Cassioppi, Hawkeyes hope to slow down Michigan in Ann Arbor

Tony Cassioppi has quickly become a star for Iowa wrestling, and the heavyweight now looks to lead the team against its final three opponents.


Shivansh Ahuja

Iowa’s 285-pound Tony Cassioppi wrestles Wisconsin’s Trent Hillger during a wrestling match between No.1 Iowa and No. 6 Wisconsin at Carver-Hawkeye Arena on Sunday, Dec. 1, 2019. Cassioppi won by decision, 3-2, and the Hawkeyes defeated the Badgers, 32-3.

Austin Hanson, Assistant Sports Editor

Likable by nature, Iowa wrestling’s Tony Cassioppi always seems to have a smile on his face. That doesn’t stop him from being mean on the mat, where he’s stood out as a dominant heavyweight this season.

The redshirt freshman is 15-0 this year, highlighted by seven wins over ranked foes. Cassioppi’s most notable win of the season came against then-No. 2 Trent Hillger of Wisconsin.

Cassioppi has been explosive on the mat, winning by fall on five occasions. In his first dual as Hawkeye, Cassioppi pinned his opponent in under two minutes.

The heavyweight’s ruthlessness on the mat has made him a fan favorite in Iowa City.

“He goes out there and just takes care of business,” senior Michael Kemerer said. “It’s his first year in the lineup, but he’s really enjoying it. He’s not giving guys too much respect. He’s just going out there and letting it fly.

“He’s a fun guy to watch for sure for the fans, especially as a heavyweight. Some people leave during the heavyweight match, don’t like watching heavyweights, but with him I think everyone’s staying, and I kind of knew it would be that way.”

Cassioppi the wrestler almost serves as an alter ego to Cassioppi the person. The 285-pounder is renowned by his teammates and coaches for his prowess on the mat and his quality of character off of it.

“I’ve liked some of the things I’ve learned about him over the last two years,” head coach Tom Brands said. “He is a competitor. He’s a nice guy, but he’s a competitor.”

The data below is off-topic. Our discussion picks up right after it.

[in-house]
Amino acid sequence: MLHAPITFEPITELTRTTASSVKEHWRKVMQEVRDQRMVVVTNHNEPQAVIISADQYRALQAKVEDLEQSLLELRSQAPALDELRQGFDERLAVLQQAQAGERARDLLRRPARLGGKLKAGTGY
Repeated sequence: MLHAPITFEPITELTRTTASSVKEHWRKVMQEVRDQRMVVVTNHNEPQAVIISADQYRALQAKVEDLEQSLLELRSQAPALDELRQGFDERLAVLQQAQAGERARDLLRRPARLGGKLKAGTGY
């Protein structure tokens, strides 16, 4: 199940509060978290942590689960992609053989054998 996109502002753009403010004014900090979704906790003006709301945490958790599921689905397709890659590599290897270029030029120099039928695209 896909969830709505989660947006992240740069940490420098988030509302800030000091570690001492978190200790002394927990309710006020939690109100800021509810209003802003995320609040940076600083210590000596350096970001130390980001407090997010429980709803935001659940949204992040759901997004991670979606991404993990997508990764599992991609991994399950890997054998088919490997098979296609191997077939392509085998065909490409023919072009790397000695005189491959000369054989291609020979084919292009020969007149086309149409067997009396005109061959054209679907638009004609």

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Maintaining his edge on the mat while remaining humble and lighthearted off of it comes naturally for Cassioppi.

“I’m not like some guys on the team where like the entire day leading into the match. They’re super serious,” Cassioppi said. “Like, if you mess with DeSanto while he’s getting fruit from the [dish] after weigh-ins. It’s not fun. He’s not happy. Me, I’m cracking jokes even while I’m warming up. Like [the 184-pound match], maybe I start to focus in on my match more, but I still stay pretty relaxed the whole time.”

Cassioppi’s mental fortitude will undoubtedly be tested over the next few weeks.

In Ann Arbor, Michigan, on Feb. 1, No. 3 Cassioppi will likely see No. 2 Mason Parris. On Feb. 15, the competition will only get stiffer for Cassioppi as he faces No. 1 Gable Stevenson of Minnesota.

Cassioppi isn’t the only Hawkeye that will be challenged in the coming weeks, either. Iowa’s battle with the Wolverines this weekend could feature two other top-10 matchups. No. 2 Pat Lugo will square off with No. 9 Kanen Storr at 149-pounds, and No. 4 Kaleb Young will wrestle No. 8 Will Lewan at 157-pounds.

“Every match is a big match,” Lugo said. “The next match is always the most important. That’s the way we look at it as individuals and as a team. We do the same routine, no matter if it’s the number one ranked guy or a guy that’s not in the Big Ten or something like that. We got to wake up for every match.”

The No. 25 Wolverines are not to be trifled with this season. Michigan has won three straight duals against ranked opponents, including a win over No. 13 Minnesota.

“This is kind of setting us up for that last run here,” Kemerer said. “So, [we’re] just especially staying healthy and really pushing our bodies and working to score points. Just the same stuff as always, but just we’re really sharpening up now, and it’s getting to be fun.”

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